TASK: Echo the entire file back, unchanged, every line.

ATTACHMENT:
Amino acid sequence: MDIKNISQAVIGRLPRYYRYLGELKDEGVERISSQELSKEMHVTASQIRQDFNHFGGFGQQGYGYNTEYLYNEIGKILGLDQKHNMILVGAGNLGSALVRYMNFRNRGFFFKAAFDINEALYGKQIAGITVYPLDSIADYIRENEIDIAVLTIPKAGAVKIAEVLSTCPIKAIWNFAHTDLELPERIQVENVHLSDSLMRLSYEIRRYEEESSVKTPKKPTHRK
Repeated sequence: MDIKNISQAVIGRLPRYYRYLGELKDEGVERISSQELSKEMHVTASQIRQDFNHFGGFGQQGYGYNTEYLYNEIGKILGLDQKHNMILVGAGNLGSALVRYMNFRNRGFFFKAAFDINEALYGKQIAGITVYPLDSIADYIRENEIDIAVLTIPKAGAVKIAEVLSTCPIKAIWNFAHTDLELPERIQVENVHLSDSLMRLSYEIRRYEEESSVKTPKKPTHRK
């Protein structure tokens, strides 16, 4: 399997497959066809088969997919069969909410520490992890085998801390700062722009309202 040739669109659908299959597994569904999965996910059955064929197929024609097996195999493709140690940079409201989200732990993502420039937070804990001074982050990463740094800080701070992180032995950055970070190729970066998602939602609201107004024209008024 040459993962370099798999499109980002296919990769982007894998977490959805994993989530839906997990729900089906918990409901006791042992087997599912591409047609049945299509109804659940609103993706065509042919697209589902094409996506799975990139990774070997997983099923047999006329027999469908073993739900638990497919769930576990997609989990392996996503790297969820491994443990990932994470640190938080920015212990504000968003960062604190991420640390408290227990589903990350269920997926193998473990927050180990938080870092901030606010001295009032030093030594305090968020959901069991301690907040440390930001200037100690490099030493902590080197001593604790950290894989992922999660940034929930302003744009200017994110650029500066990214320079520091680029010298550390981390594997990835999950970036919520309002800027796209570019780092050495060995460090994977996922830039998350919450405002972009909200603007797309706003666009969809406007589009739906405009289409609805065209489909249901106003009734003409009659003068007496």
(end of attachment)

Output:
Amino acid sequence: MDIKNISQAVIGRLPRYYRYLGELKDEGVERISSQELSKEMHVTASQIRQDFNHFGGFGQQGYGYNTEYLYNEIGKILGLDQKHNMILVGAGNLGSALVRYMNFRNRGFFFKAAFDINEALYGKQIAGITVYPLDSIADYIRENEIDIAVLTIPKAGAVKIAEVLSTCPIKAIWNFAHTDLELPERIQVENVHLSDSLMRLSYEIRRYEEESSVKTPKKPTHRK
Repeated sequence: MDIKNISQAVIGRLPRYYRYLGELKDEGVERISSQELSKEMHVTASQIRQDFNHFGGFGQQGYGYNTEYLYNEIGKILGLDQKHNMILVGAGNLGSALVRYMNFRNRGFFFKAAFDINEALYGKQIAGITVYPLDSIADYIRENEIDIAVLTIPKAGAVKIAEVLSTCPIKAIWNFAHTDLELPERIQVENVHLSDSLMRLSYEIRRYEEESSVKTPKKPTHRK
């Protein structure tokens, strides 16, 4: 399997497959066809088969997919069969909410520490992890085998801390700062722009309202 040739669109659908299959597994569904999965996910059955064929197929024609097996195999493709140690940079409201989200732990993502420039937070804990001074982050990463740094800080701070992180032995950055970070190729970066998602939602609201107004024209008024 040459993962370099798999499109980002296919990769982007894998977490959805994993989530839906997990729900089906918990409901006791042992087997599912591409047609049945299509109804659940609103993706065509042919697209589902094409996506799975990139990774070997997983099923047999006329027999469908073993739900638990497919769930576990997609989990392996996503790297969820491994443990990932994470640190938080920015212990504000968003960062604190991420640390408290227990589903990350269920997926193998473990927050180990938080870092901030606010001295009032030093030594305090968020959901069991301690907040440390930001200037100690490099030493902590080197001593604790950290894989992922999660940034929930302003744009200017994110650029500066990214320079520091680029010298550390981390594997990835999950970036919520309002800027796209570019780092050495060995460090994977996922830039998350919450405002972009909200603007797309706003666009969809406007589009739906405009289409609805065209489909249901106003009734003409009659003068007496």